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Pandemic brought 17% drop in school meals

Federal waivers that allowed schools to hand out “grab and go” meals to students, and that made meals free to all students, were powerful tools in blunting the impact of the pandemic on food insecurity among children, said USDA economists. Although the number of school meals declined 17% in fiscal 2020, because of the waivers 1.7 billion meals were served from March-May 2020 “that may have otherwise not been distributed,” they said in a COVID-19 working paper.

All told, 7.9 billion meals were served during fiscal 2020, compared with 9.5 billion in the preceding year through the school lunch, breakfast, day care, and summer food programs. Some 1.3 billion meals were distributed through the summer food program, nine times its usual volume. Schools used the program to distribute meals to students while classrooms were closed.

“The sudden disruption to the child nutrition programs and the subsequent federal response were unprecedented,” said the working paper. “As schools and childcare providers nationwide began closing in March 2020 in response to the pandemic, children were set to lose access to nearly 3 billion meals, and their associated [nutrition and health] benefits, through the end of the school year.”

The huge increase in meals served under summer food rules greatly offset reductions in the school lunch, breakfast, and day care programs. Some 1.1 billion meals were served through those programs during March, April, and May of 2020, less than 40% of the 2.9 billion served during the same period before the the pandemic.

According to the working paper, 564 million meals were served through free-meal sites operating under summer food rules during March, April, and May of 2020. In the Census Bureau’s “pulse” surveys, 70% of households that received free food during April said the free meals came from schools or other locations targeting children.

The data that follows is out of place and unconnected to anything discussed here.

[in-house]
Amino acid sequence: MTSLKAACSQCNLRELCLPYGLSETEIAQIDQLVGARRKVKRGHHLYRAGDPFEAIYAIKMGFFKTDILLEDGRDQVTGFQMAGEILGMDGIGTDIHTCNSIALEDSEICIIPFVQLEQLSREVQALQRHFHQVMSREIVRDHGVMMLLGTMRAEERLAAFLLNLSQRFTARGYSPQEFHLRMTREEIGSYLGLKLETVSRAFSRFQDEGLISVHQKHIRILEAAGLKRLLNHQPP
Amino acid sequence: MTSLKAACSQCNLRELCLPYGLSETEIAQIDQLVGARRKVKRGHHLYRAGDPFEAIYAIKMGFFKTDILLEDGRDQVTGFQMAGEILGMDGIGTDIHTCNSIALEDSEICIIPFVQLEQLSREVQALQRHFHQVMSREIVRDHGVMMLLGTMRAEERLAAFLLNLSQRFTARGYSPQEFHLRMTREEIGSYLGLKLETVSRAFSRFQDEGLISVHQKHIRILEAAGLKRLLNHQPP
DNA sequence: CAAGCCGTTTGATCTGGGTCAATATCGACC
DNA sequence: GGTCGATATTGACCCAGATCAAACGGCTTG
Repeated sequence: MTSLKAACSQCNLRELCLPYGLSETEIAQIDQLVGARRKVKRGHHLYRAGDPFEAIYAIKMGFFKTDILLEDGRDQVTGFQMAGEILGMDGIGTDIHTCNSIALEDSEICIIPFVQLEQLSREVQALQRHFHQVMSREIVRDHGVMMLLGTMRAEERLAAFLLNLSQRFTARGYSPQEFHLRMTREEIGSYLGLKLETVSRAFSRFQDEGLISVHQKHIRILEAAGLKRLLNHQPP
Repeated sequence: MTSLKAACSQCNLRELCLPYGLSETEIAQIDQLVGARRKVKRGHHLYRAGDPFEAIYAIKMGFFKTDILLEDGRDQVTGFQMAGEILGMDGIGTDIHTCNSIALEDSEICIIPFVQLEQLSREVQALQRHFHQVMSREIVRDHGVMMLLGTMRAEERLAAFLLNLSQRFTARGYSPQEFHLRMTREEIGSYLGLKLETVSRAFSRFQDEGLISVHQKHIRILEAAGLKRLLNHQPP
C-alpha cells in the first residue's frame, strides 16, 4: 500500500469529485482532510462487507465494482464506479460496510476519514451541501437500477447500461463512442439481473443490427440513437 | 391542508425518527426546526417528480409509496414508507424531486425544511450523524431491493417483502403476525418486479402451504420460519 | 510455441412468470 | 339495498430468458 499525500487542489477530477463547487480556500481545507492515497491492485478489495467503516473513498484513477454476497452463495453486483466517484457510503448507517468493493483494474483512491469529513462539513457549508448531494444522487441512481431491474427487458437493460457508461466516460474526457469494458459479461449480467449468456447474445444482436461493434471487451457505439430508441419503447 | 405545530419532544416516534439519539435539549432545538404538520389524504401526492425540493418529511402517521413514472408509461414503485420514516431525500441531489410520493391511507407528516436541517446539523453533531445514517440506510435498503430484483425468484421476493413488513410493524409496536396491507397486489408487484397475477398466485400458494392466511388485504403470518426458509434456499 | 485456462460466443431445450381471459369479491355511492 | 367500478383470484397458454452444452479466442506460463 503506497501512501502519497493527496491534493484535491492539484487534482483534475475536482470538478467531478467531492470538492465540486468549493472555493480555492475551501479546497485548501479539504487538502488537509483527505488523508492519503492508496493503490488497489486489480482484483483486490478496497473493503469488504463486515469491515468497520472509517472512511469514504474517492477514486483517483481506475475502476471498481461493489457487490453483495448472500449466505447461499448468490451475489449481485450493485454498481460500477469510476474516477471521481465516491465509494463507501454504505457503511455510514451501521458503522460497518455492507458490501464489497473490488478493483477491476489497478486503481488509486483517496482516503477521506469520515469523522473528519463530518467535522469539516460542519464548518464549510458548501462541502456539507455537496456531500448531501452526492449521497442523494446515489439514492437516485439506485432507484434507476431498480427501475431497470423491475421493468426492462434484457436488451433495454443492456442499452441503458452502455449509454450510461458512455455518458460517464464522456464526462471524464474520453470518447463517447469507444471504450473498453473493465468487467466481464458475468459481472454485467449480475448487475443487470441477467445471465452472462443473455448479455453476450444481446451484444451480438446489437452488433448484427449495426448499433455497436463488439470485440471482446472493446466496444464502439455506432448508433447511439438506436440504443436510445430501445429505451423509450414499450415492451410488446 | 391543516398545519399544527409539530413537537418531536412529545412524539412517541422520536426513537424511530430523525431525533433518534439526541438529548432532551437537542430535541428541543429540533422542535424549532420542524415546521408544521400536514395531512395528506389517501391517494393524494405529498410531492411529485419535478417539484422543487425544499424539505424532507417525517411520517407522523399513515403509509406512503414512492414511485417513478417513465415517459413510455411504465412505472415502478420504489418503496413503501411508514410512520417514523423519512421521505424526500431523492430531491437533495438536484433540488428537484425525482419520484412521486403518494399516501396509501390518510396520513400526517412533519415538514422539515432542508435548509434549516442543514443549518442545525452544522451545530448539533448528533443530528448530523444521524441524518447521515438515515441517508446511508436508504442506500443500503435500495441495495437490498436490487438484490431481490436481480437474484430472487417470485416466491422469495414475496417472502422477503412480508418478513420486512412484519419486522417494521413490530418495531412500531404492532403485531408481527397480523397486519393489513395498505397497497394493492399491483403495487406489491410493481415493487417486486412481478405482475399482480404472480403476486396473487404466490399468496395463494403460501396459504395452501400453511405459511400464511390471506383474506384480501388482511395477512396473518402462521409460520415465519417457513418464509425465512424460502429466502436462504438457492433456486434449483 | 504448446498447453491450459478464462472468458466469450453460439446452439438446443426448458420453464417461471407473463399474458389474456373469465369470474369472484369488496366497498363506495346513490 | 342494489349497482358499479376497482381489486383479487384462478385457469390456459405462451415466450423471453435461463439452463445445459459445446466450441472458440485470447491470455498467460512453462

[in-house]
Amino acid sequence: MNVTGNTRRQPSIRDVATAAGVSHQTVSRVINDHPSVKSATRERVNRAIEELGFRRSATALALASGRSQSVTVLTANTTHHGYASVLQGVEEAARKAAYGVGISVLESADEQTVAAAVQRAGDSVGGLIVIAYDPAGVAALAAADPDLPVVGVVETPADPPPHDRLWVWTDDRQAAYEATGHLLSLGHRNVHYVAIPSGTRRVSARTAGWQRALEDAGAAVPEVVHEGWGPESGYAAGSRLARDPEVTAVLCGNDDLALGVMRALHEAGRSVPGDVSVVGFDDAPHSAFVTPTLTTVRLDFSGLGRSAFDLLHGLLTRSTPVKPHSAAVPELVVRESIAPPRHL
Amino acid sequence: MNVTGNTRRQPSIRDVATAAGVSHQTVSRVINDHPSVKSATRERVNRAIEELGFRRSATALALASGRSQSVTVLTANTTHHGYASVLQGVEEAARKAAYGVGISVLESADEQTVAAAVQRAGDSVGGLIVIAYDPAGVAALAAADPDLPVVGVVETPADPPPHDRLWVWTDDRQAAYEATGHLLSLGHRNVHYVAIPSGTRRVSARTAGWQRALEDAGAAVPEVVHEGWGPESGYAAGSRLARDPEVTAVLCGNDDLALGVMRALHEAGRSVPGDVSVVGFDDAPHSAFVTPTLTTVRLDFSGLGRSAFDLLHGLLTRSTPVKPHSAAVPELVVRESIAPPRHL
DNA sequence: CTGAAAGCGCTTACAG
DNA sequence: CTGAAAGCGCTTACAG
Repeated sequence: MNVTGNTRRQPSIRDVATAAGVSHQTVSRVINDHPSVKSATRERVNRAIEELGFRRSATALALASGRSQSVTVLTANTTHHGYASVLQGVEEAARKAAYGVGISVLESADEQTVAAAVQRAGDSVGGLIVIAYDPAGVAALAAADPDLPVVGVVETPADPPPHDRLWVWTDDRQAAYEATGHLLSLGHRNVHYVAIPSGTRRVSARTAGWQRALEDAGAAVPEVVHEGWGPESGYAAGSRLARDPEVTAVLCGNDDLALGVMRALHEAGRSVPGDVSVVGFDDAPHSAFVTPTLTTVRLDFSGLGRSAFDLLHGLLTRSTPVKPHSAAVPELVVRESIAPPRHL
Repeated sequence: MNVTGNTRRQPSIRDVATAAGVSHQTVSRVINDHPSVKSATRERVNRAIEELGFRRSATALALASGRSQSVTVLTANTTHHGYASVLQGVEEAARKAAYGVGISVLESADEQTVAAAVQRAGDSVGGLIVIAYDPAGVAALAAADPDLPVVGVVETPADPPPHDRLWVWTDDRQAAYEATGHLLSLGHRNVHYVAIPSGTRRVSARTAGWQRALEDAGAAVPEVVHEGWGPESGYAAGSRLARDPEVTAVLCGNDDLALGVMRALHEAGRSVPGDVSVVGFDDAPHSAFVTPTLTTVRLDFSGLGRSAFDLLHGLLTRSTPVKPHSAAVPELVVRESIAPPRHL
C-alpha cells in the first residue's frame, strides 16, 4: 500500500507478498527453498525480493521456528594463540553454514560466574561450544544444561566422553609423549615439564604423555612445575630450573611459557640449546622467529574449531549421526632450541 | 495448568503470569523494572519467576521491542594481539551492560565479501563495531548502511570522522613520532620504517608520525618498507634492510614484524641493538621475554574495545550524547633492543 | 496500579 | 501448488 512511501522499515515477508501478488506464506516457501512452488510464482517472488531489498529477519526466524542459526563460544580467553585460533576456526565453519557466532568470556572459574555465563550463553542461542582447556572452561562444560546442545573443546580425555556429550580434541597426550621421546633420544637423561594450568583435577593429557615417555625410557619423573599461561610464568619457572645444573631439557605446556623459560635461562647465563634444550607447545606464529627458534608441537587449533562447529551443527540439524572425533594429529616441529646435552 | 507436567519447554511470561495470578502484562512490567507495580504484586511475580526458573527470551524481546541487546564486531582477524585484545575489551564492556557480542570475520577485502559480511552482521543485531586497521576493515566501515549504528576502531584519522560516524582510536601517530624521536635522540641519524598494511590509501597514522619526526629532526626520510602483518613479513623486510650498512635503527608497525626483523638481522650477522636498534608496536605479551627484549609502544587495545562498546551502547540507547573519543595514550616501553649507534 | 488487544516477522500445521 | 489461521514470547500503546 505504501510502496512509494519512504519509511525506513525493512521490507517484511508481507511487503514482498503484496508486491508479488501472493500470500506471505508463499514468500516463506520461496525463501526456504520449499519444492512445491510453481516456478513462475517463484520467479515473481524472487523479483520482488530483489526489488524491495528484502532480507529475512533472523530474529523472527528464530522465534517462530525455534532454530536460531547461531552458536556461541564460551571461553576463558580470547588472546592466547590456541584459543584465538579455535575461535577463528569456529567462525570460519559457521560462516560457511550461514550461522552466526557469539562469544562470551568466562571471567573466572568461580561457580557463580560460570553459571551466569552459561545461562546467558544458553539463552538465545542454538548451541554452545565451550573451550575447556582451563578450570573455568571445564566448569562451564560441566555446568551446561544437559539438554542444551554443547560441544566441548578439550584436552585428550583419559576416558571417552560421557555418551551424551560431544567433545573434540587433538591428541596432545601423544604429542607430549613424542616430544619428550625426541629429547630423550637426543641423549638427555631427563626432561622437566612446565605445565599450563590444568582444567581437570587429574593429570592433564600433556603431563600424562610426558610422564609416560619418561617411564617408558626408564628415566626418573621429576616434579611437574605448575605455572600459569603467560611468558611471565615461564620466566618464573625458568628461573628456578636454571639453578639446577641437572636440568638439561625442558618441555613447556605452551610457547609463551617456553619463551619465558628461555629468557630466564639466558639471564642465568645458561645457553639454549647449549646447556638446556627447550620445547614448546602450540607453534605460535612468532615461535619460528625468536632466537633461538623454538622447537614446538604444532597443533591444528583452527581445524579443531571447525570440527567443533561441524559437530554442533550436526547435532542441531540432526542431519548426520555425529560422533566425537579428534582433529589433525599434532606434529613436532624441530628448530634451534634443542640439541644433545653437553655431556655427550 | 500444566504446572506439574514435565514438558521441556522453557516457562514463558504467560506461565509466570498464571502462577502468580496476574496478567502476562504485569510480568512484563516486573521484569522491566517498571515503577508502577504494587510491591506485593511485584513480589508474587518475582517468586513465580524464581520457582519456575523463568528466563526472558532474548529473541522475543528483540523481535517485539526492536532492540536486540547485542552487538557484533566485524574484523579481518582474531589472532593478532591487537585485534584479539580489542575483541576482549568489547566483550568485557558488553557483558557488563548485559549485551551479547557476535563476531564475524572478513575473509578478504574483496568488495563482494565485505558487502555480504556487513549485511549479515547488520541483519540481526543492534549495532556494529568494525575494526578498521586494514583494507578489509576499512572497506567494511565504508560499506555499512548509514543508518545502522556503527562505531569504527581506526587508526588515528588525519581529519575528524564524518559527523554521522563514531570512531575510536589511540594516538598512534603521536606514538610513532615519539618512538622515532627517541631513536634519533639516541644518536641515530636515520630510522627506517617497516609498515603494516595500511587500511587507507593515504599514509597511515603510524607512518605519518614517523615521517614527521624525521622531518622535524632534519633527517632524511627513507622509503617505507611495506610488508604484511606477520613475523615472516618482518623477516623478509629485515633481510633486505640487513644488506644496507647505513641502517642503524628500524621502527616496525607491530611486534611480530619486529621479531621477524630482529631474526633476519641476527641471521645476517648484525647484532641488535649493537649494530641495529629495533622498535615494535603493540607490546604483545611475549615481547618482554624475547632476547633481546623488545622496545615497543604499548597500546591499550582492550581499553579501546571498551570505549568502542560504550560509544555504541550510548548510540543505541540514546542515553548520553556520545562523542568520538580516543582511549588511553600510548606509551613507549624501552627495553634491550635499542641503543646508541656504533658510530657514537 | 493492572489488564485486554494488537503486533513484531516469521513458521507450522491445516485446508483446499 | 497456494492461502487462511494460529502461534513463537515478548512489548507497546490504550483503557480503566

“The analysis shows that the child nutrition program infrastructure can be rapidly mobilized to meet children’s needs during unforeseen crises,” concluded the economists.

In April, the USDA said the school food waivers, including free meals for all students, would remain in force through June 30, 2022. Congress has not updated child nutrition regulations in a decade. The pandemic gave momentum to a drive for universal free school meals. The school lunch program was created after World War II to improve public health. In its early years, eight of every 10 participants paid full price for meals. Now, three-quarters of the meals are served for free or at reduced-price to pupils from low-income families.

Not considered in the working paper were the effects of SNAP, with an enrollment increase of 6 million people during spring 2020, or the Pandemic EBT program, which sent money to low-income households to offset the loss of school meals for their children.

“The introduction of P-EBT, along with increases in SNAP participation and benefits, translated into $19.6 billion in benefits being redeemed for groceries from March through May 2020, about $6.2 billion greater than the amount redeemed over the same period from the previous year,” said the USDA. Food pantries also may have helped.

School lunch is the largest of USDA’s child nutrition programs, serving roughly 30 million students daily and a total of 4.9 billion meals annually. School breakfast serves roughly 2.45 billion meals a year and the day care food program serves a little more than 2 billion meals annually. Summer food usually serves 140 million or so meals.

To read the USDA working paper, click here.

USDA data on child nutrition programs are available here.

Produced with FERN, non-profit reporting on food, agriculture, and environmental health.
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